Articles on Belize and San Pedro

Destruction of the ecology of Roatan

by: Lorenzo Dee Belveal

Lorenzo had a 30 year view of the destruction of the forests and reefs of Roatan. We saw most of this happen in the last 15 years. Such a shame.

I wish to enter a firm disclaimer to the allegation that I have sought to attribute Roatan's continuing and increasing rate of destruction entirely to "the increase in human population". I do, however affirm my unwavering view that the trashing of Roatan, including the island itself and its surrounding shores, reefs, marine life and related ecological inventories, is almost exclusively due to human abuse.

Hurricanes Francellia, Fifi, Greta and Mitch didn't do it. People did it. Too many people and too many ignorant, uncaring people. Too many people looking for a quick buck - and willing to trade anything for it. Too many shortsighted, money-grubbing, exploitive, self-styled "developers", who had/have neither the intelligence nor the sense of responsibility to include saving the ambiente in their drive for the quick buck and a soft life in a tropical 'paradise'.

Roatan could have survived everything else that nature dealt up, but it couldn't the resist the destructive ingenuity of too many people in too confined a living space. It took natural forces at least a million years to fashion Roatan into the ecological jewel that awaited "modern man". But it only took "modern man" four decades to transform natures miracle into a botched, despoiled, raped and ruined caricature of its former natural grandeur. And the continuing destruction of scantily remaining resources continues unabated, with no thought for either conservation or restoration of the land or the submarine treasures surrounding it.

I took extensive note of this trend in a letter I wrote to Diputado Julio Galindo, almost a decade ago. That letter is still as pertinent as ever it was.

13 August, 1993
Honorable Julio Galindo, Deputado, Coxen's Hole, Roatan, Islas de la Bahia Republica de Honduras, C. A.

Dear Julio:
I got my first glimpse of Roatan in 1967, out the window of a Cessna 170 that I had chartered in San Pedro Sula. At first impression it reminded me of Tahiti, but greener, and with softer contours on the hills. We landed on a grass strip, closely hemmed in by two rows of coconut trees. Thus began a love affair that continues to this day - twenty-six years later. For sixteen of those years I was a permanent Roatan resident. For ten of them, I have come and gone as my other activities have required. But I have always remained an "islander" at heart, and this will never change.

I did more than just "live" on Roatan. For a few examples, I personally built the road from Punta Gorda to Oak Ridge. Then Jorge Bogran and I first laid out the track and then built the road from French Harbor, east, to intersect the Punta Gorda road. I put most of a million dollars and fifteen years of my life into building and operating Spyglass Hill Resort. We "invented" SCUBA diving n Roatan, at Spyglass Hill Resort.

Although it had to be closed for lack of any viable means for moving guests in and out, Spyglass was an important step in getting Roatan a foothold in the vacation resort industry. It just happened that my idea was about twenty years ahead of operational reality.

I have just returned home from a month spent on the island, and what I saw both on land and in the sea is certainly a shame, if not actually a crime. Roatan is being systematically raped and ruined and, insofar as I can learn, there is nobody at official levels who seems to give a damn. Or if they do, they have failed up to now to translate their concern into practical efforts to stem the ruinous tide.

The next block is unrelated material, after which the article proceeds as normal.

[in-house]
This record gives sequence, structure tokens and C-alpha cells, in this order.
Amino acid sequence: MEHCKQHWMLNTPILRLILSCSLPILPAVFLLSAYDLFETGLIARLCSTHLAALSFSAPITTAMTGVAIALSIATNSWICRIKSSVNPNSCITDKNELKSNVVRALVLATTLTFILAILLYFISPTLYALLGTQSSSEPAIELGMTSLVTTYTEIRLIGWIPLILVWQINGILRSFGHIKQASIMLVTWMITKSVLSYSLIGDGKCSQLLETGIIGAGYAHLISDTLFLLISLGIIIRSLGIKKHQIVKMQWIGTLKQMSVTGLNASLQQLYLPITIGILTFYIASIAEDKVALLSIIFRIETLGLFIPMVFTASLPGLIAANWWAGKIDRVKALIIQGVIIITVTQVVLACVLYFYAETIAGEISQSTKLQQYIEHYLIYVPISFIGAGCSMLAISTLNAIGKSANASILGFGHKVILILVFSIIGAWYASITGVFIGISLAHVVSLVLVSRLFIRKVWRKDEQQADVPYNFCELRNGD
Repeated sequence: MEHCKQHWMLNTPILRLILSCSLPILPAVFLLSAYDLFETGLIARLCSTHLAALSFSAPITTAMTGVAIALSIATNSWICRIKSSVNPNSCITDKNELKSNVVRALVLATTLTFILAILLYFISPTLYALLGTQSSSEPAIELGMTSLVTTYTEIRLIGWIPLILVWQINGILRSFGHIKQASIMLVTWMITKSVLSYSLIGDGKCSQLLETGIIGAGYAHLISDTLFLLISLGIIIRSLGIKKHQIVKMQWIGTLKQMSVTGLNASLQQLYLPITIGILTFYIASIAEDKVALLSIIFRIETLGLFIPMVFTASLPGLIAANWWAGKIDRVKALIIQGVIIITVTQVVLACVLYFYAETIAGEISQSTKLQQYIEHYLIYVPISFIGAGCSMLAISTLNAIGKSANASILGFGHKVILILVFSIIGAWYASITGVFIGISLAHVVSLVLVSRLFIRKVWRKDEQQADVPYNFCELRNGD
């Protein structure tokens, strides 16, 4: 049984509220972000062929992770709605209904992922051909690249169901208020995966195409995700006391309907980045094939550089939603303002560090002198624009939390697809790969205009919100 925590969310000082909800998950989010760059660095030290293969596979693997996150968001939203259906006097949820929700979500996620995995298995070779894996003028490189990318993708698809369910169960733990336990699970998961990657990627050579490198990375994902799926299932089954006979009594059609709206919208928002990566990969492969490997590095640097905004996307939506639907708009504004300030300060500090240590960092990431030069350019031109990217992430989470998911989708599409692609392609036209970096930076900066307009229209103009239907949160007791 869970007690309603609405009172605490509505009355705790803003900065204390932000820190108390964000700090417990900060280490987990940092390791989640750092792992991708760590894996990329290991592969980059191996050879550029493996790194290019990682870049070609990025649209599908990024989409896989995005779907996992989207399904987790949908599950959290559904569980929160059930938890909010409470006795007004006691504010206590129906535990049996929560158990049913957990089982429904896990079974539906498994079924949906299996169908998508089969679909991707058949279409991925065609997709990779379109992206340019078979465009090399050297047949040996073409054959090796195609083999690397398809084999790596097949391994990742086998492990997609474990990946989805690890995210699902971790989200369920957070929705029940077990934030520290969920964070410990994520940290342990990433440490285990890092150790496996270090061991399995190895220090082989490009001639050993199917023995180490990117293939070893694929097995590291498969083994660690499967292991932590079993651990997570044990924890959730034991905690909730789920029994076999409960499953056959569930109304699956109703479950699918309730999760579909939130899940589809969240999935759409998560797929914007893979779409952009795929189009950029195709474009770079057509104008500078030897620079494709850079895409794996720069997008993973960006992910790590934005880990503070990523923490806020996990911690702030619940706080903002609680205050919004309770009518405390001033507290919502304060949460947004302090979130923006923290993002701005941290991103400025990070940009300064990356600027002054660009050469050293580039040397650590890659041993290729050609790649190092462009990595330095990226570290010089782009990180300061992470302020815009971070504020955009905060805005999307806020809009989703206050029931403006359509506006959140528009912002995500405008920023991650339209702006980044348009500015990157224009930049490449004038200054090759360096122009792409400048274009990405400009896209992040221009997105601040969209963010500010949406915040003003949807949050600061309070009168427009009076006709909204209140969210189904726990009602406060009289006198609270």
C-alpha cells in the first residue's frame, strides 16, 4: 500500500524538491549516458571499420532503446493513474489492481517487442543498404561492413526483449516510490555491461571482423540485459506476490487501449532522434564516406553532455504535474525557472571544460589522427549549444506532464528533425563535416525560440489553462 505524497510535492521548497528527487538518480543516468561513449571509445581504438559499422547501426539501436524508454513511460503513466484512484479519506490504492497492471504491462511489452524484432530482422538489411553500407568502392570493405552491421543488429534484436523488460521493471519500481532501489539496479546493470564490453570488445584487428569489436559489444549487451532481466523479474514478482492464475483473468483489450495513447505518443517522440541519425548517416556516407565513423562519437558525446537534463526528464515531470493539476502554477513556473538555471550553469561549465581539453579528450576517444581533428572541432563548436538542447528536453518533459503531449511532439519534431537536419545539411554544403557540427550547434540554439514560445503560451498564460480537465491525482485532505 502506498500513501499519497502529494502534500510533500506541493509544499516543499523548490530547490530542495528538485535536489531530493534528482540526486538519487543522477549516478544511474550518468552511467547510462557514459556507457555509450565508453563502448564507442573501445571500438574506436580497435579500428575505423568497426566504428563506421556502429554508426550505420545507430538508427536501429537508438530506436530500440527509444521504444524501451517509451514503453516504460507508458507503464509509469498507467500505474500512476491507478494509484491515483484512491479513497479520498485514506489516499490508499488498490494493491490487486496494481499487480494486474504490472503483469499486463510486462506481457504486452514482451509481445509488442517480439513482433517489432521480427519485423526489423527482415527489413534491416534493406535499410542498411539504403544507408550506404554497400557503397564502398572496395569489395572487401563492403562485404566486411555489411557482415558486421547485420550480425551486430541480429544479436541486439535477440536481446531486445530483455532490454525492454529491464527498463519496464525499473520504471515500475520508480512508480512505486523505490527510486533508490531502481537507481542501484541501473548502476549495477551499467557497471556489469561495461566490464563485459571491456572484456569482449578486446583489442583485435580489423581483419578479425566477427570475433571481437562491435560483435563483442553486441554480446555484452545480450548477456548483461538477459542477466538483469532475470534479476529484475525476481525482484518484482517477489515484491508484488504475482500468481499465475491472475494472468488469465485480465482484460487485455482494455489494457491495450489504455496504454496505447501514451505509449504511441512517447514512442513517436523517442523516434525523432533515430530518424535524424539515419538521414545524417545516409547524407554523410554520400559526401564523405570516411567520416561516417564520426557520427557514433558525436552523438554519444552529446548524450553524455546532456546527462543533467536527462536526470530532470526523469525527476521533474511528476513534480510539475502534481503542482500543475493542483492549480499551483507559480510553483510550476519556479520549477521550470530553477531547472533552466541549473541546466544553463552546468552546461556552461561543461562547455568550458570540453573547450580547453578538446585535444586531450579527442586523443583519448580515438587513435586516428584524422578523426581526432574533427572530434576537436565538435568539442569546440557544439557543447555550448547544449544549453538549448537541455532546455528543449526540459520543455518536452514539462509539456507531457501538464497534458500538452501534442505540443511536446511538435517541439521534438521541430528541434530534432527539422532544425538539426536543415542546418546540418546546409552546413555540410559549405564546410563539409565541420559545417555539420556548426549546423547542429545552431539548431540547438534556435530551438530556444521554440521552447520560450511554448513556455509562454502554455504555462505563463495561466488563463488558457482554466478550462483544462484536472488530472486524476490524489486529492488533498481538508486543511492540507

Item: When I first came to Roatan there were lots of big trees: Caoba, gumma-limba, and several beautiful stands of white oak, one of which was on my Spyglass Hill property. We positioned our buildings so as to not have to cut any of them down. Even back then, we understood that a damned fool with an ax can cut a tree down in an. hour and a half that took a century and a half to grow. This truth seems to have been forgotten in the current milieu. Roatan has almost no trees now. They have disappeared into firewood and fence posts.

Item: With the loss of the trees, the water-table on the island has dropped like a stone. I dug three wells on my own property, and saw a hundred others that belonged to other people. The best well in the village of Punta Gorda belonged to "Uncle" Santiago Castro. It was about one meter square and two meters deep. The rim of the concrete casing was about a foot above ground level. Over years that I was a Punta Gorda resident and neighbor, I often saw water overflowing the top of that cement well lip; in dry years I saw its water level halfway down from the cap; but that well never had less than three or four feet of water in it for the more than a decade that I observed it.

Two weeks ago I looked into this same well. There was at most five or six inches of water in it. One of Uncle Santiago's great-granddaughters lives close-by. I asked her what had happened to the well. "Oh, Mr. Dee, it doesn't have much water any more. We have to carry water from the creek."

Item: I see trucks running up and down the roads on Roatan, SELLING DRINKING WATER IN GLASS BOTTLES! Is there anyone on the island over the age of forty who would have ever thought this could happen? I operated a fresh-water swimming pool and provided all of the water needs for the resort and its guests from a single forty-foot-deep dug well, and never ever saw the water-level in that well down more than ten or twelve feet!

Genius is not required to realize that when the trees are removed from land, the aquifer characteristic is destroyed and the water-table drops to a level below solar adsorption,

Wherever this might be. With the tropical sun on Roatan, this drop is already measured in feet - and it's not over yet. As things are currently going, the islanders will be hauling all of their water from Tela and La Ceiba within another decade.

The beautiful warm seas that surround Roatan, their incredible fish populations, and underwater visibility that regularly equaled 150 feet, were the attractions that brought me to Roatan initially - and kept me there. I've been wearing SCUBA gear for more than fifty years. I've dived from Seattle to Singapore, and from the Caribbean to the Bay of Bengal. When I told people that we had the BEST DIVING ON THIS PLANET, it wasn't promotional puffery. We had it!

But no more.

Ben Castro and I have dived both sides of Roatan in recent weeks.

Report: Underwater destruction is much advanced on the north shore barrier reef. Fish populations have been decimated. Indiscriminate anchoring along the fifty-foot level underwater tidal plain has left in its wake a shambles of broken coral, uprooted coral, and injured coral that has had its arms chopped off by so-called "sport divers," to whom the idea of ecological protection has apparently never occurred.